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3 things we learnt from Virat Kohli's performance in IPL 2016

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Virat_Kohli_India_cricketDare Virat Kohli to bat blindfold or ask him to bat in England. While that may not be a full proof plan to plot his failure, perhaps, that’s the only option for bowlers to tackle the Kohli- conundrum; especially when he is prolonging his ominous form.

Earlier, people pointed out how he looked below-par playing for Royal Challengers Bangalore. Come the ninth edition of the Indian Premier League, the scenario changed drastically. The run-machine that he has become, Kohli took the IPL challenge on its head and was just 27 runs short from scoring 1,000 runs in a season.

Although the RCB skipper managed to break quite a few records, he could not defy some odds. Here’s a look at how Kohli’s season panned out.

For Kohli, form and class are permanent

Virat Kohli is batting like an alien and unlike ‘Jaadu’ from ‘Koi Mil Gaya’, he does not need ‘Dhoop’ (sunshine) to outshine the opponents. While cricket pundits often swear by the law of averages, cricket is a great leveler, form is temporary but class is permanent and all such adages, Kohli is making a joke out of it all. He shattered IPL records by scoring 973 runs in a single season – 125 runs more than the second-placed David Warner and 240 runs more than earlier seasons’ Orange Cap winners – to become leading scorer (4110 runs) in the tournament’s history. (Chris Gayle and Michael Hussey had 733 runs in 2012 and 2013 respectively.)

Chris Gayle can be rather outlandish in his comments about cricket or otherwise; immaterial whether he is interviewed by female journalists or presenters or whether on social media. But his "Kohli is batting like a Batman" remark is not off the cup. 4 hundreds, 7 fifties, strike rate of 152.03 and average of 81.08 in 16 IPL games and form before the cash-rich tournament began are umpteen signs that the Indian right-hander is currently a superhero than a human.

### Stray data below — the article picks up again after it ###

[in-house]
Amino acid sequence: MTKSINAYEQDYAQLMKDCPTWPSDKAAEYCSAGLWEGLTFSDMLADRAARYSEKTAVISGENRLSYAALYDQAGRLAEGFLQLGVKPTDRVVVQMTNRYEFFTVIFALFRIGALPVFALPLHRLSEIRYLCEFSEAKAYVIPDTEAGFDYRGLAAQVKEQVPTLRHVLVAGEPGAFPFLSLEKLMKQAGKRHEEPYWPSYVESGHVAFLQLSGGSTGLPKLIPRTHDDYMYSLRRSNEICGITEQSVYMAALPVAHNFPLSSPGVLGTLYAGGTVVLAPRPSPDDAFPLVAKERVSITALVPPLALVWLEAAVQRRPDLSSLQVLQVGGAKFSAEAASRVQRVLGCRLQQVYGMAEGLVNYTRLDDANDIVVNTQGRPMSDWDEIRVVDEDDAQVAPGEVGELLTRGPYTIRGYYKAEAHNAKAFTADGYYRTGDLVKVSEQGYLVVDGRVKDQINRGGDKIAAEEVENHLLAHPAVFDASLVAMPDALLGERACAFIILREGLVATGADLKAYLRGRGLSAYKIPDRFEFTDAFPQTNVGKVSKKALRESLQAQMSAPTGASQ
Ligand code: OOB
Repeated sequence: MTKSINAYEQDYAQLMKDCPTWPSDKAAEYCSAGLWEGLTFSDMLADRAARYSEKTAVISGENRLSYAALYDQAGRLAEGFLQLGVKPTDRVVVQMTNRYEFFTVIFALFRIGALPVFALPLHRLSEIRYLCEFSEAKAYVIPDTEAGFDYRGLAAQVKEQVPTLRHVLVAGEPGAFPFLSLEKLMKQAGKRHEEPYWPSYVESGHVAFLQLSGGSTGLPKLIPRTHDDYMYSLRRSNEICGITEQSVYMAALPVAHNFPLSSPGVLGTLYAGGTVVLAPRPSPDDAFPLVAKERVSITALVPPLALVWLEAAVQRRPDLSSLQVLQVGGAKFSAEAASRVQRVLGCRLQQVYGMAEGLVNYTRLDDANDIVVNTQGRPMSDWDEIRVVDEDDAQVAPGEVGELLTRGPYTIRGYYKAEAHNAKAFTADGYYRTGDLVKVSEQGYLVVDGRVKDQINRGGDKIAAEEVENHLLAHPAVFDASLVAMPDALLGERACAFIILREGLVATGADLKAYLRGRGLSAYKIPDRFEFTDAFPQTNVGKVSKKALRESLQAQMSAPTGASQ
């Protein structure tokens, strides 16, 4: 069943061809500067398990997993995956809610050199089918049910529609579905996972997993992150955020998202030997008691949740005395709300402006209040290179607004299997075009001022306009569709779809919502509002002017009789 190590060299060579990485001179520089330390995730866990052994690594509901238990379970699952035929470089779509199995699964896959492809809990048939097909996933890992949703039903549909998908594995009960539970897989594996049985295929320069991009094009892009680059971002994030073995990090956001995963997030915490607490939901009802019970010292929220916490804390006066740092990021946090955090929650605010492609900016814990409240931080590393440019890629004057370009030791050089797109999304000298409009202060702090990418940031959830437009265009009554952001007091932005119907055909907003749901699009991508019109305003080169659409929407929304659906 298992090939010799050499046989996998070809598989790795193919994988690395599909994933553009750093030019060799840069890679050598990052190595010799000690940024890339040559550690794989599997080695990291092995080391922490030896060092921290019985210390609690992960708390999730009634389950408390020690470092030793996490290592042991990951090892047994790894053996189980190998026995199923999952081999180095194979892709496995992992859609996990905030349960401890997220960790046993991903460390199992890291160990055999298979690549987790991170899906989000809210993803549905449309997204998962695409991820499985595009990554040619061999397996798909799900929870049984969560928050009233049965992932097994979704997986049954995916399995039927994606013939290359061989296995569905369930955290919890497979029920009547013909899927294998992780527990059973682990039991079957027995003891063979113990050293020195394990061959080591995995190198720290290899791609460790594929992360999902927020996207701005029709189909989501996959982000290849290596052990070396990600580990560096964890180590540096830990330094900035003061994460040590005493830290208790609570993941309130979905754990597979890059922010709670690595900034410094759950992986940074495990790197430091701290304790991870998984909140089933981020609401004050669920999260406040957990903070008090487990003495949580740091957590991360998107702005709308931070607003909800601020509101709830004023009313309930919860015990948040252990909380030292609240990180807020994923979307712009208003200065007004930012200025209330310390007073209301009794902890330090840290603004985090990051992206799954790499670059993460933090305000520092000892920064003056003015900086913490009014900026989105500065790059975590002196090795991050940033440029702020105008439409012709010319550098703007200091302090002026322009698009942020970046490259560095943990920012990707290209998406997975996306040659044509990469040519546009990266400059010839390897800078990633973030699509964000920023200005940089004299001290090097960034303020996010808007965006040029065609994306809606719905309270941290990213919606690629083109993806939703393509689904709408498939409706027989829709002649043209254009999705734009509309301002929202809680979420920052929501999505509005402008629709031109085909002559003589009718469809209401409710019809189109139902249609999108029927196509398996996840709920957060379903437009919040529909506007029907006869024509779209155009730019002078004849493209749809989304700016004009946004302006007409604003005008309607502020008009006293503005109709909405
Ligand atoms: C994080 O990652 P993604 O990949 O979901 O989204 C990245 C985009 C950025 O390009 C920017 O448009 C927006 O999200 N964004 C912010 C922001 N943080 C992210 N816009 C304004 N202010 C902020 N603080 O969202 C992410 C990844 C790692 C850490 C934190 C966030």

Although Kohli, after the IPL 9 final, said, “Records are meant to be broken” when asked whether anyone will ever surpass his run-tally, his modesty can’t hide the difficulty of achieving the task. In fact, it would not be illogical if BCCI or anyone else runs Kohli’s IPL 2016 highlight package with a disclaimer ‘please don’t try this at home or school or workplace’. To use the in vogue wordplay, it is NSFW – Not Safe For Work.

The Orange Cap curse

Although the Indian Test captain conquered the opposition bowlers; at times pulling a Houdini like scoring a ton in a rain-curtailed 15-overs/side game against Kings XI Punjab; he failed to overcome the Orange Cap curse.

While the IPL’s mantra is 'Yatra pratibha avsara prapnotihi' (‘Where talent meets opportunity’), the tournament’s history indicates it does not believe in ‘happy endings’ for Orange Cap holders despite offering them ample opportunities to showcase their talent. In nine editions of the tournament, only once has the Orange Cap holder’s team has won the tournament. The last and only time when it happened was in 2014 when Robin Uthappa and Kolkata Knight Riders managed to do away with the pattern.

Kohli, despite getting all the highs in terms of runs and praise from fans and experts, could not resolve the mystery of IPL triumph and its difficult relationship with its leading run-scorer of the season.

Second Indian to have lost 5 T20 finals

Although Kohli has won whatever there is to win in cricket in coloured clothing: Under-19 World Cup, World Cup (with senior team) and Champions Trophy, he does not enjoy the same fortunes when it comes to the shortest format of the game. Despite his solid performances, flip of the coin has not favoured him.

Kohli is only the second Indian cricketer to have been a part of losing side in T20 finals for five times.

In ICC World Twenty20 2014, Kohli amassed 319 runs, including 77 runs in the final against Sri Lanka and still ended up on the losing side. In 2011 Champions League T20, Kohli and RCB were second best as Mumbai Indians sealed the title.

It is the status quo when it comes to Kohli’s record in IPL finals. RCB have played three finals and lost all. Kohli could not do much with the bat in 2009 and 2011 (7 and 35 runs respectively) and although the RCB skipper scored 54 runs from 35 balls in the recently concluded edition of the tournament, the Bengaluru side could not cross the finish line.

 

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